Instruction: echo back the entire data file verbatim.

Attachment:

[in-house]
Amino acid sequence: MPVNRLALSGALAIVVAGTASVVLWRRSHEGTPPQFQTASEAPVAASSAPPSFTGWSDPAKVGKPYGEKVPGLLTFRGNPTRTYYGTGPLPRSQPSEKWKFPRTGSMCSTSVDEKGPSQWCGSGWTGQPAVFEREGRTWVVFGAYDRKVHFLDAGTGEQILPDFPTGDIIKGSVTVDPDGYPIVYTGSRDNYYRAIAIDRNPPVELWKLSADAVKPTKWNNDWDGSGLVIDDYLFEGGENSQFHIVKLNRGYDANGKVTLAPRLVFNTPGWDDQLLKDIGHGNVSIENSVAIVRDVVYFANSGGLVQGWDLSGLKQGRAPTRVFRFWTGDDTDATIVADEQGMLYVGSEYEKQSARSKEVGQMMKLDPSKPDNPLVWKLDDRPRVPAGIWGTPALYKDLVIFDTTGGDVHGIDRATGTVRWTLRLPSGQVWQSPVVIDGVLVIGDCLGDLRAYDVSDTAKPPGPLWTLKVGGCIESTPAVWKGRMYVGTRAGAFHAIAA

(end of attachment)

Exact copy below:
[in-house]
Amino acid sequence: MPVNRLALSGALAIVVAGTASVVLWRRSHEGTPPQFQTASEAPVAASSAPPSFTGWSDPAKVGKPYGEKVPGLLTFRGNPTRTYYGTGPLPRSQPSEKWKFPRTGSMCSTSVDEKGPSQWCGSGWTGQPAVFEREGRTWVVFGAYDRKVHFLDAGTGEQILPDFPTGDIIKGSVTVDPDGYPIVYTGSRDNYYRAIAIDRNPPVELWKLSADAVKPTKWNNDWDGSGLVIDDYLFEGGENSQFHIVKLNRGYDANGKVTLAPRLVFNTPGWDDQLLKDIGHGNVSIENSVAIVRDVVYFANSGGLVQGWDLSGLKQGRAPTRVFRFWTGDDTDATIVADEQGMLYVGSEYEKQSARSKEVGQMMKLDPSKPDNPLVWKLDDRPRVPAGIWGTPALYKDLVIFDTTGGDVHGIDRATGTVRWTLRLPSGQVWQSPVVIDGVLVIGDCLGDLRAYDVSDTAKPPGPLWTLKVGGCIESTPAVWKGRMYVGTRAGAFHAIAA